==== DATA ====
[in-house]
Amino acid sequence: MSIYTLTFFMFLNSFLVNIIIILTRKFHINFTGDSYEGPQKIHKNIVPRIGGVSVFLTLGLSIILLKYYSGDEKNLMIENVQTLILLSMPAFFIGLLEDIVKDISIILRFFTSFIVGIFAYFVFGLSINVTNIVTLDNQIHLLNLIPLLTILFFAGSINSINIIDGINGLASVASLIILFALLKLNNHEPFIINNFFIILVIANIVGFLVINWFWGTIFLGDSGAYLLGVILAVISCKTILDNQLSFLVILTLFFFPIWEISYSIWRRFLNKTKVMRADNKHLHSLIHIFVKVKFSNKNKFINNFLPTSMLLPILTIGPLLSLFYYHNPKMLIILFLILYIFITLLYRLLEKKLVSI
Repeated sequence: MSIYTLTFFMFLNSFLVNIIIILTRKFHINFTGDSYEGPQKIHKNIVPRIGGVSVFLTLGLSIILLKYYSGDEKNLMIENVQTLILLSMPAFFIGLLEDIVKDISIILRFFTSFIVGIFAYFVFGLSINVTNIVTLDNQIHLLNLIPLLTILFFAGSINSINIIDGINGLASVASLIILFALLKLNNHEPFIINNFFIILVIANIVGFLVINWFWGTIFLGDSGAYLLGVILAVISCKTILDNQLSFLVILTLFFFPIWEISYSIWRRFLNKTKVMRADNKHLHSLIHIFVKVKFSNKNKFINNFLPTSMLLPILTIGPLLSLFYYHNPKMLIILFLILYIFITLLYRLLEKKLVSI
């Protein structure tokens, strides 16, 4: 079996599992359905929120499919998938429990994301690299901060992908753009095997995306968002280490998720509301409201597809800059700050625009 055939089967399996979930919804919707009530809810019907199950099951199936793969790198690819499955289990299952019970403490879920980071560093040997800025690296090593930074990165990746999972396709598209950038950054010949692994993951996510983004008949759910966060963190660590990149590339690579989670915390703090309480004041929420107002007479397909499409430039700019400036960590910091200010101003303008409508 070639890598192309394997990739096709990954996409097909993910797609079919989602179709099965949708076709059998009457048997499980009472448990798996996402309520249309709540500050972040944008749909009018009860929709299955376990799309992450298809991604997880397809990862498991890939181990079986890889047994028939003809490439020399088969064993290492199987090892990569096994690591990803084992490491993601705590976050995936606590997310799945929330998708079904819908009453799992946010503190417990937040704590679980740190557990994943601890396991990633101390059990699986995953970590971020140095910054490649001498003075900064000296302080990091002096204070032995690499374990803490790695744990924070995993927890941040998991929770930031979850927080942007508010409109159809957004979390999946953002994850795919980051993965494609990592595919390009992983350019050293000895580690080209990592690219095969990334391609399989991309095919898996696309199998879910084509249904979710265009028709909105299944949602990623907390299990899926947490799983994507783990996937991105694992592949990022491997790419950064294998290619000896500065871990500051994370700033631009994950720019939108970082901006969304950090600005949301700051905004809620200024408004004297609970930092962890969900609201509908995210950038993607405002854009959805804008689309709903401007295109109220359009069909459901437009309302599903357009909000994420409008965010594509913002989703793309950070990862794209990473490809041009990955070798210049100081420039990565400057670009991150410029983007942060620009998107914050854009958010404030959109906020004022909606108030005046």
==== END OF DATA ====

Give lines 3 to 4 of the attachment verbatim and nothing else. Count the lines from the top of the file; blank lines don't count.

Repeated sequence: MSIYTLTFFMFLNSFLVNIIIILTRKFHINFTGDSYEGPQKIHKNIVPRIGGVSVFLTLGLSIILLKYYSGDEKNLMIENVQTLILLSMPAFFIGLLEDIVKDISIILRFFTSFIVGIFAYFVFGLSINVTNIVTLDNQIHLLNLIPLLTILFFAGSINSINIIDGINGLASVASLIILFALLKLNNHEPFIINNFFIILVIANIVGFLVINWFWGTIFLGDSGAYLLGVILAVISCKTILDNQLSFLVILTLFFFPIWEISYSIWRRFLNKTKVMRADNKHLHSLIHIFVKVKFSNKNKFINNFLPTSMLLPILTIGPLLSLFYYHNPKMLIILFLILYIFITLLYRLLEKKLVSI
């Protein structure tokens, strides 16, 4: 079996599992359905929120499919998938429990994301690299901060992908753009095997995306968002280490998720509301409201597809800059700050625009 055939089967399996979930919804919707009530809810019907199950099951199936793969790198690819499955289990299952019970403490879920980071560093040997800025690296090593930074990165990746999972396709598209950038950054010949692994993951996510983004008949759910966060963190660590990149590339690579989670915390703090309480004041929420107002007479397909499409430039700019400036960590910091200010101003303008409508 070639890598192309394997990739096709990954996409097909993910797609079919989602179709099965949708076709059998009457048997499980009472448990798996996402309520249309709540500050972040944008749909009018009860929709299955376990799309992450298809991604997880397809990862498991890939181990079986890889047994028939003809490439020399088969064993290492199987090892990569096994690591990803084992490491993601705590976050995936606590997310799945929330998708079904819908009453799992946010503190417990937040704590679980740190557990994943601890396991990633101390059990699986995953970590971020140095910054490649001498003075900064000296302080990091002096204070032995690499374990803490790695744990924070995993927890941040998991929770930031979850927080942007508010409109159809957004979390999946953002994850795919980051993965494609990592595919390009992983350019050293000895580690080209990592690219095969990334391609399989991309095919898996696309199998879910084509249904979710265009028709909105299944949602990623907390299990899926947490799983994507783990996937991105694992592949990022491997790419950064294998290619000896500065871990500051994370700033631009994950720019939108970082901006969304950090600005949301700051905004809620200024408004004297609970930092962890969900609201509908995210950038993607405002854009959805804008689309709903401007295109109220359009069909459901437009309302599903357009909000994420409008965010594509913002989703793309950070990862794209990473490809041009990955070798210049100081420039990565400057670009991150410029983007942060620009998107914050854009958010404030959109906020004022909606108030005046």